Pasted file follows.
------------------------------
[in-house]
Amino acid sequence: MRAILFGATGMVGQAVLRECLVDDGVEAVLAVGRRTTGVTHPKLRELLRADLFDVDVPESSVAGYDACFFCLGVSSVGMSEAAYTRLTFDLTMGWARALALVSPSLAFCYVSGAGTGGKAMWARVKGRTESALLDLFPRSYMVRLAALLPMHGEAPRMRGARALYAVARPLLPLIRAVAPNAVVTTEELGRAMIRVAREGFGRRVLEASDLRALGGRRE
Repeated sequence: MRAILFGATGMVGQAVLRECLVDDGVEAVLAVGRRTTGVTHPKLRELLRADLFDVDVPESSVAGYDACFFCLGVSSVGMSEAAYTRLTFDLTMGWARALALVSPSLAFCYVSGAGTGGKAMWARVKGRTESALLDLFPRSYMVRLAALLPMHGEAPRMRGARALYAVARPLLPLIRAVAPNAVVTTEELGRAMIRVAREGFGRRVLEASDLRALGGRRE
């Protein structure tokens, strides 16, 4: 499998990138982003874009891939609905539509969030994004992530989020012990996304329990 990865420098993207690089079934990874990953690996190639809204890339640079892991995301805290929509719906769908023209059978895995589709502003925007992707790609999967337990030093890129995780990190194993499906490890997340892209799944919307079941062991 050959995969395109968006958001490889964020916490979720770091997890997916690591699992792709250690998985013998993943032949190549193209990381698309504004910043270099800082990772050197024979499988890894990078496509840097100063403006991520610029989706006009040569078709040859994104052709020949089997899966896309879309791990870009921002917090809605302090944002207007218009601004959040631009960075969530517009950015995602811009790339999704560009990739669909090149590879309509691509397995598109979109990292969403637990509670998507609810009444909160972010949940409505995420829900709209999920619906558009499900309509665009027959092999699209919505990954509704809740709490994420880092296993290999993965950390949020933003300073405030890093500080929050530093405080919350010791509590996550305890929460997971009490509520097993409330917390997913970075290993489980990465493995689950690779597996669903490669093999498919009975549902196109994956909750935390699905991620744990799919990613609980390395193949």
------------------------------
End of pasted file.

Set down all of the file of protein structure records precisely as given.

[in-house]
Amino acid sequence: MRAILFGATGMVGQAVLRECLVDDGVEAVLAVGRRTTGVTHPKLRELLRADLFDVDVPESSVAGYDACFFCLGVSSVGMSEAAYTRLTFDLTMGWARALALVSPSLAFCYVSGAGTGGKAMWARVKGRTESALLDLFPRSYMVRLAALLPMHGEAPRMRGARALYAVARPLLPLIRAVAPNAVVTTEELGRAMIRVAREGFGRRVLEASDLRALGGRRE
Repeated sequence: MRAILFGATGMVGQAVLRECLVDDGVEAVLAVGRRTTGVTHPKLRELLRADLFDVDVPESSVAGYDACFFCLGVSSVGMSEAAYTRLTFDLTMGWARALALVSPSLAFCYVSGAGTGGKAMWARVKGRTESALLDLFPRSYMVRLAALLPMHGEAPRMRGARALYAVARPLLPLIRAVAPNAVVTTEELGRAMIRVAREGFGRRVLEASDLRALGGRRE
């Protein structure tokens, strides 16, 4: 499998990138982003874009891939609905539509969030994004992530989020012990996304329990 990865420098993207690089079934990874990953690996190639809204890339640079892991995301805290929509719906769908023209059978895995589709502003925007992707790609999967337990030093890129995780990190194993499906490890997340892209799944919307079941062991 050959995969395109968006958001490889964020916490979720770091997890997916690591699992792709250690998985013998993943032949190549193209990381698309504004910043270099800082990772050197024979499988890894990078496509840097100063403006991520610029989706006009040569078709040859994104052709020949089997899966896309879309791990870009921002917090809605302090944002207007218009601004959040631009960075969530517009950015995602811009790339999704560009990739669909090149590879309509691509397995598109979109990292969403637990509670998507609810009444909160972010949940409505995420829900709209999920619906558009499900309509665009027959092999699209919505990954509704809740709490994420880092296993290999993965950390949020933003300073405030890093500080929050530093405080919350010791509590996550305890929460997971009490509520097993409330917390997913970075290993489980990465493995689950690779597996669903490669093999498919009975549902196109994956909750935390699905991620744990799919990613609980390395193949």